• How they strategise on the opportunity and the competition
  • How they navigate the customer organisation
  • How they stay focused
  • How they win the customer
  • How they negotiate
  • How they close
  • How they hand over to implementation, support and account management

Within account management, the business of selling to existing customers, another half dozen aspects emerge:

  • How they grow the account
  • How they ask for referrals within the customer’s business and outside it
  • How they make the customer an advocate for the organisation
  • How they renew the customer’s business
  • How they do account planning for their key accounts
  • How they do account planning for their other accounts

Command of these different areas corresponds directly to the trust that the sales person establishes with their customers and the esteem with which they are held in the organisation and their industry.

Brand is the summation of everything we feel when we come into contact with an organisation, a product, a service or even a person. It’s a function of what we, see, hear, feel and consume. As such, brand is more than a logo. It is everything that helps form the customer or stakeholder experience. It manifests itself in its people, its products and services, and its interactions with you, the customer.

Profile is a function of how the brand is packaged and presented to the public domain. Public relations departments and agencies are responsible for managing and controlling profile in a way that’s consistent with the organisation’s mission. Here are a few things you should think about if you’re planning a launch or refresh of your brand and profile in the marketplace:

  • The vision for your organisation
  • Your mission to get you there
  • Your visual identity and accompanying strapline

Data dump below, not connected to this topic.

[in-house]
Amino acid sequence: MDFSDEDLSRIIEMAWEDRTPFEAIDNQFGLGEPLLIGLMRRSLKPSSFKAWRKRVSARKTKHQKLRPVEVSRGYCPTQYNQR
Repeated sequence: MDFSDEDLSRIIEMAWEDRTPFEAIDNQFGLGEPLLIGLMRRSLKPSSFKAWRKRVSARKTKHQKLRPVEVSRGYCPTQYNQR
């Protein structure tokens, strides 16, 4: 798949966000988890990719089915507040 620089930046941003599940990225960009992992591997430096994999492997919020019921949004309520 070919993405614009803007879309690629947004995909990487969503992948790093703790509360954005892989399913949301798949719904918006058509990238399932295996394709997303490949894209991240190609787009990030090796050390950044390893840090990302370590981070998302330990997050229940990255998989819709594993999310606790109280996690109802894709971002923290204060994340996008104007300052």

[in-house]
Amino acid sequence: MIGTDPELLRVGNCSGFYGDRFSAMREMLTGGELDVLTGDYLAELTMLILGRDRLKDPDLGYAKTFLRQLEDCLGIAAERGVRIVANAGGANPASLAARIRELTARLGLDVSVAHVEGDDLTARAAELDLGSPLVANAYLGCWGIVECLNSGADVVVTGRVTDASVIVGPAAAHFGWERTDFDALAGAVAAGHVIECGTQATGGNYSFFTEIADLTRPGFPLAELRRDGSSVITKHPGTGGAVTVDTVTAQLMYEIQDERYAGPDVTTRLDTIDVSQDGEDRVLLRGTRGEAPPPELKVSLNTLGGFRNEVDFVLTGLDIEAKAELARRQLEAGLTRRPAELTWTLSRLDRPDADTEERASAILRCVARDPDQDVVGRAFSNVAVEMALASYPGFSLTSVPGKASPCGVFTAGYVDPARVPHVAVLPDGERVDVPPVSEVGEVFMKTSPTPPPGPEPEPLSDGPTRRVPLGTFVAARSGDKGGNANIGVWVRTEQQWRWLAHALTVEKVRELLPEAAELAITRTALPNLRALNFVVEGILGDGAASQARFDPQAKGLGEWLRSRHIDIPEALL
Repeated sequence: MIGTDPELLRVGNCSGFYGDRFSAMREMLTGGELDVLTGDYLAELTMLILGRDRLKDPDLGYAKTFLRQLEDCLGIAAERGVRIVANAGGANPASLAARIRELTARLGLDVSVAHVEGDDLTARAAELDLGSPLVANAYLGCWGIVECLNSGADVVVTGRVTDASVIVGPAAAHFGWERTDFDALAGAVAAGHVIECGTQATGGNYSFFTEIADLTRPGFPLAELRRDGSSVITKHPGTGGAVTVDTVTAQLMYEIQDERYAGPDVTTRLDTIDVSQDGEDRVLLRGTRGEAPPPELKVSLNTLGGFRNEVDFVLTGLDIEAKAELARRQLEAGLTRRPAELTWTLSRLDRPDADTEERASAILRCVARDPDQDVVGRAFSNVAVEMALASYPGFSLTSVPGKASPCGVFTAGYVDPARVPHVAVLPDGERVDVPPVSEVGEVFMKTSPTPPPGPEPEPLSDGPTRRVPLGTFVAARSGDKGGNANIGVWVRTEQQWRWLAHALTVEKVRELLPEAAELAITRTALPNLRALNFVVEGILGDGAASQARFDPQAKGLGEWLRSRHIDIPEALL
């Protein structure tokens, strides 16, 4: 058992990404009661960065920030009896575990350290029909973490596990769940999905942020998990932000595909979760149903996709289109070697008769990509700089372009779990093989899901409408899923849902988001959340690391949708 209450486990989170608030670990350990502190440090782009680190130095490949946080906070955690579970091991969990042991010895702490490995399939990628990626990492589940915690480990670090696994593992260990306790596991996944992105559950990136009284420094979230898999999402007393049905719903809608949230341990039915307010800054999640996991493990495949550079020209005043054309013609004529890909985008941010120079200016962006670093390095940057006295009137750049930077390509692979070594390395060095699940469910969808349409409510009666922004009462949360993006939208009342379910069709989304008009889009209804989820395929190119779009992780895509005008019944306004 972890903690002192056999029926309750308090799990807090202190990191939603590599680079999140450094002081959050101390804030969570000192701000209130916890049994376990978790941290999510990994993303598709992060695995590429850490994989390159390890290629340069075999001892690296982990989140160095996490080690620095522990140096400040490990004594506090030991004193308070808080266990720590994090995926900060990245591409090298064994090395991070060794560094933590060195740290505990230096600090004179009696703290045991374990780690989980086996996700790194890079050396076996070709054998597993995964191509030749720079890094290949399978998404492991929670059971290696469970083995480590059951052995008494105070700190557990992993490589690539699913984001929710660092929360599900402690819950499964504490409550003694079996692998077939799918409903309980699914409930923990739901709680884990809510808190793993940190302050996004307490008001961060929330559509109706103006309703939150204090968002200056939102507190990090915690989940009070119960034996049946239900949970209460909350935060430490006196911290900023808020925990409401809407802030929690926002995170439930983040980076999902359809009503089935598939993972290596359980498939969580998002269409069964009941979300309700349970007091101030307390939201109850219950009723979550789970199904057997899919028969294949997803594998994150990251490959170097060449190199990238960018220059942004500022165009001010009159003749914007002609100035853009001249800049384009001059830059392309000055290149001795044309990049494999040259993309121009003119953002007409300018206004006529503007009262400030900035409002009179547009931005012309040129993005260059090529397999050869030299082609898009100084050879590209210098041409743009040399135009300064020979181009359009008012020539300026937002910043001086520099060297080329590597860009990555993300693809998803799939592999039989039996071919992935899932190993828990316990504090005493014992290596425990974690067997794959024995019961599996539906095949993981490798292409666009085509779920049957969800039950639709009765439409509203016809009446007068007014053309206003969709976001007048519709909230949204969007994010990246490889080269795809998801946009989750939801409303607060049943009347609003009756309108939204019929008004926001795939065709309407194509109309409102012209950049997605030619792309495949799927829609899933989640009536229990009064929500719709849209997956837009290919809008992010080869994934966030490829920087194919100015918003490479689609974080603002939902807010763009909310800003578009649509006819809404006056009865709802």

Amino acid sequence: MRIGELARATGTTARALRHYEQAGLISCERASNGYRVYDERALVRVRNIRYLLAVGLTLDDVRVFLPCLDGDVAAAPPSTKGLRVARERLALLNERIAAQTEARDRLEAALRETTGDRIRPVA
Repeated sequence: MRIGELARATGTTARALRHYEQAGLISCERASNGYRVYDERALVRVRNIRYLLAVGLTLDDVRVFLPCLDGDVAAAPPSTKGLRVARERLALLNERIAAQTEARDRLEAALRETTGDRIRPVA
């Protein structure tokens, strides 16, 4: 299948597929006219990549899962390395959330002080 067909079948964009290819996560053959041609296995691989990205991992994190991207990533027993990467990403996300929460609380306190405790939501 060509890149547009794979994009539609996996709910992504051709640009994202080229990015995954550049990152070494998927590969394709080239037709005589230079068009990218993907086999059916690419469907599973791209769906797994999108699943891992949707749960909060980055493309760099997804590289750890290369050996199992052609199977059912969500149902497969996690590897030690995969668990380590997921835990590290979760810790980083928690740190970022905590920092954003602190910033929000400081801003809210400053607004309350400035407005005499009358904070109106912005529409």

• The design guidelines around your identity and its products, services, promotional materials and documentation
  • Your current profile
  • Your desired profile
  • The activities you need to have in place to achieve your desired profile
  • Budget and timeframes for executing on the plan

This is also a great shopping list to take with you when working with a brand or image expert.

I carried out a detailed study in pubic transport the other day. Actually, it wasn’t that detailed, it was a data point of one, one journey.

I went to visit my mother, who lives near Bristol in England. I live near in Galway in Ireland. It’s perhaps 300 miles as the crow flies, if even a crow can fly that far, except that there’s the Irish Sea in the way.

I had decided to go via public transport, rather than a car. Normally I would drive to the departing airport and hire a car from the destination airport. The public transport option was cheaper and better for the planet. It would simply cost more of my time, a very precious commodity as far as I’m concerned, but there you go.

These were the legs of the journey:

  • Walk to local train station, 10 minutes
  • Train to Galway, arriving 45 minutes before coach trip to airport
  • Coach from train station to airport, supposed to take 95 minutes, but took nearer 120
  • Arrived at departing airport 2 hours before flight
  • Flight to Bristol airport (1 hour)
  • Bus to Bristol city centre (wait 10 mins, 30 minutes journey)
  • Bus to my mother’s neck of the woods (no wait, 45 minutes journey)
  • 10 minute walk to mother’s house

Total elapsed time via public transport: 10 hours exactly

Total elapsed time if I was driving both ends: around 5 hours

I think 10 hours is far too much to travel from one neighbouring country to another. So do most other people I guess, judging by the amount of people who, if they have access to a car, take one.

 

 

‘Age is just a number.’ Don’t you hate it when the gym instructor says that, as you bemoan your general state of feebleness and fragility after a lung bursting effort following the latest ‘here’s a great new exercise for you to try, you’ll love it!’? Or coming from someone looking insufferably youthful?  Yup, I know. Your age is just a number, an inexorably increasing one, until it stops, obviously. Despite the fact we’d love to turn the clock back, almost all the time we’d rather ours went up than stopped, I imagine.

I get that our approach to ageing is often a reflection of our state of mind. It’s a perception thing too, the messages we send out and the way people interpret them.

There is still the raw number itself, however, our actual passport- or birth cert-verified age. When it comes to that, I prefer the odd numbers to the even. Of course 29 is better than 30, but what about 31? Counter-intuitive, no? I think it sounds better, feels better.

I’m not sure why I prefer the odd numbers. It’s illogical and irrational, I know. I just do.